Embodying Corporate Culture
It’s easy to cover the corporate break room and hallways with bold statements and inspiring pictures and then claim your corporate culture is not only alive and well, but thriving. That may go over well in an executive planning meeting when discussing inexpensive ways to rally the troops. But does it actually provide any motivation to the groups on the front lines of everyday business?
The short answer is no. If your company thinks something that simple equals “mission accomplished,” I encourage someone from executive management to walk the halls. Simply observe the rolling eyes and shaking heads of the general population while they try to eat their lunches, and the ineffectiveness will be readily apparent.
In the book Culture by Design, David Friedman explains, “It’s not simply posting the vision and mission. It’s about what you and your leadership team are teaching your people day after day after day. And if you don’t know what you’re teaching because you’ve never defined it clearly enough, you’re not likely to be able to do it very effectively, and certainly not very consistently.”
Learning to embody your company’s corporate culture — to live and breathe it with sincerity — takes a genuine commitment. If you don’t practice it every day in what you say and what you do, your employees notice.
Corporate culture must be supported by a strong foundation of staying true to your stated principles and the way you do business — not when it’s convenient, but most especially when it’s not convenient. It must guide your business decisions and show that from the C-suite down, your corporate culture is the guiding force behind your organizational ethics.
Authors Edgar H. Schein and Peter A. Schein in their book The Corporate Culture Survival Guide describe it this way: “Culture is not a function, a result, a lever, an outcome, a tool. Culture is the multifaceted learned structure and practice of the people who lead and people who follow, people who work together and build a history that shapes the future.”
Your consistently reinforced core values should ultimately define your business. They should impact every aspect of hiring, the employee review process, the reward structure and even the disciplinary process.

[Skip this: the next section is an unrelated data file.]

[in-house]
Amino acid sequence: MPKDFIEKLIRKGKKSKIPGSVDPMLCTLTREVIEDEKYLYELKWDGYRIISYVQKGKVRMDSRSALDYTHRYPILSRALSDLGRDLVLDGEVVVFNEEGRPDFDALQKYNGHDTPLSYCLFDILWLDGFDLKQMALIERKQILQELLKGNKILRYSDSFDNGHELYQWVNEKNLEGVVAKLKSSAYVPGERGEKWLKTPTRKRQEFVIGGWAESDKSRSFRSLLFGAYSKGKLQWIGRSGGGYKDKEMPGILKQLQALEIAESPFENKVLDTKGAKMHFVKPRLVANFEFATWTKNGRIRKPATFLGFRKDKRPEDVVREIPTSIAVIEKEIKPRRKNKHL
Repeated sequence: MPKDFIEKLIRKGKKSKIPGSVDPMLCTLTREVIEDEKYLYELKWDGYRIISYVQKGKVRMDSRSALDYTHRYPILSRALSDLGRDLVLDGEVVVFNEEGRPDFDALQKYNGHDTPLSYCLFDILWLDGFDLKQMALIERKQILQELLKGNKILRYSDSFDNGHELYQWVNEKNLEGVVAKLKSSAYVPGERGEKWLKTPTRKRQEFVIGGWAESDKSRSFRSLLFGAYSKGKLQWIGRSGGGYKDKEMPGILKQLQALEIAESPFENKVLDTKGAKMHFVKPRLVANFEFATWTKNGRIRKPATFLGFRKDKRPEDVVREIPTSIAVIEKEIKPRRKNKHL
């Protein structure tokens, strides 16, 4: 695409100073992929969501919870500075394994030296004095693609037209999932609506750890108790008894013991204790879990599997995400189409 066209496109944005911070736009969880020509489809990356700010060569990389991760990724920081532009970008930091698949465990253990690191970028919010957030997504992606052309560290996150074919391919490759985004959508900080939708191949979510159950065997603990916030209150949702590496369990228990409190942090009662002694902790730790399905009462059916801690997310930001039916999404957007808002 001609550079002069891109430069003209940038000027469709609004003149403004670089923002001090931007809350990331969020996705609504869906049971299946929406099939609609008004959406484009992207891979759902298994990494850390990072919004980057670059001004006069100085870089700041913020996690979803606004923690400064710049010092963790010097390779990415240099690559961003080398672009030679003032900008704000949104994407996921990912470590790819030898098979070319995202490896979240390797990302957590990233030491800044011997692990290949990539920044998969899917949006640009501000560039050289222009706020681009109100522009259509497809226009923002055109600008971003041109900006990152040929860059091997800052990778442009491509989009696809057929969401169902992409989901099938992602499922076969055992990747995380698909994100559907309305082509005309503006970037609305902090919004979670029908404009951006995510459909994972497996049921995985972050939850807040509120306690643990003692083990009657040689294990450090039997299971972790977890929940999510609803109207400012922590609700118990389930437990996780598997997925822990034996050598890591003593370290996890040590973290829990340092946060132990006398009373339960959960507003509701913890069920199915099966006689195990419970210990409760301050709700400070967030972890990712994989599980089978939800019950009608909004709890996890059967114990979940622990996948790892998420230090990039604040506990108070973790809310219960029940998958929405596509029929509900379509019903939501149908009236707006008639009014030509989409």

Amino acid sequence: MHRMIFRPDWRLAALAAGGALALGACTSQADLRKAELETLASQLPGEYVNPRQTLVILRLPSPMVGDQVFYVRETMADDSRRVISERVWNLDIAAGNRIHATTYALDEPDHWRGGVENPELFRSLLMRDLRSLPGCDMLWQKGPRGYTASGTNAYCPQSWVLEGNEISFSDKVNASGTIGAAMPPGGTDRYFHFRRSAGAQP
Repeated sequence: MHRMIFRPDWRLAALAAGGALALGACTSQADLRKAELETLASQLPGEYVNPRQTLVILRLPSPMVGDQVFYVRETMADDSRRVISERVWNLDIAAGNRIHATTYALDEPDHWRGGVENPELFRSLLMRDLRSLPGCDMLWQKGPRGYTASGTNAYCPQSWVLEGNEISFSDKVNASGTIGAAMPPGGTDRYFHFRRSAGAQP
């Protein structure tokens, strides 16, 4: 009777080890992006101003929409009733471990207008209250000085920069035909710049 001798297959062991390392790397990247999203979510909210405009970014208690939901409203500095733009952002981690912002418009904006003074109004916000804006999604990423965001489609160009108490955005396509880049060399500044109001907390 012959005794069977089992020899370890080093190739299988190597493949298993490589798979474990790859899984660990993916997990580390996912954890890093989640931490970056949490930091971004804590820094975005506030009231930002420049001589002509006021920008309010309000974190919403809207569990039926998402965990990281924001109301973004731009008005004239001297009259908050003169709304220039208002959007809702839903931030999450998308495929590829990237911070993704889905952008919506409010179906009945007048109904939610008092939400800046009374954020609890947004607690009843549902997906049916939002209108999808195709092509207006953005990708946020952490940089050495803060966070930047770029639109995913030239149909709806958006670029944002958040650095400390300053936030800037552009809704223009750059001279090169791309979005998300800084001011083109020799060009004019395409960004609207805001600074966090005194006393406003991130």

If the application of your core values and corporate culture are confusing, dysfunctional and haphazard at best, you will find that the gaps between what you desire (the stated culture) and the actual behavior (the cultural reality) are deep and wide. Inconsistency is the enemy of efficiency.
However, when the corporate culture is organic and rooted in the goals of the organization, its approaches to customers, employees, investors and the community at large will be systemic. The shared beliefs, approaches and values create a sustainable model, especially when the desired qualities are consistently exhibited by upper management.
According to Gallup’s State of the Global Workplace report, “Only when employees know what is expected of them, have what they need to do their job right, are a good fit for their role and feel their manager has their back will they feel invested enough to connect with proclamations of mission or values — no matter how inspiring these might sound in the head office.”
One of my colleagues, Val Williams, MCC, offers this advice to aid in maintaining corporate culture during times and situations that require employees to work from separate locations. “Identify the top three descriptors of your culture and ask your people to brainstorm with you on how to demonstrate those aspects of your culture to each other virtually.” Let them know it’s important to preserve this valuable driving force even during intervals of change.
It’s important to keep the core values you expect your employees to live — day in and day out — in sight. They need to have constant reminders of the principles the organization stands for to bolster their alignment with these ideals. Corporate newsletters and visual reminders, such as company swag awarded for living the values and demonstrating them at every opportunity, are as important as engaging, uplifting communications from the C-suite.
All the uplifting corporate culture bullet points and core values mean absolutely nothing if your employees aren’t empowered to embody them equally. If the management team is trusted to make executive decisions when the situation demands it, but the customer service agents and mailroom employees aren’t, then those platitudes aren’t anything but pieces of paper on the wall. Display the courage it takes to ensure you align what your organization cares about with the way your organization is run.
Jodi McLean, in her post “Corporate Culture Case Study: Do Your Employees Embody Your Corporate Ethos?,” speaks on empowering her employees to make emergency decisions that align with the company’s core values by providing them with the tools they need in advance. “It may not always be the right decision in hindsight, but our corporate culture embraces decisive actions made with aggression, and we are never penalized for the wrong decision made for the right reasons.”
Can your organization make the same claim? Take a leap of faith. If you’ve done everything possible to exemplify every aspect of your corporate culture with honest effort, believe that your employees are willing to step up and demonstrate those principles as well.
This article has previously been published on Forbes.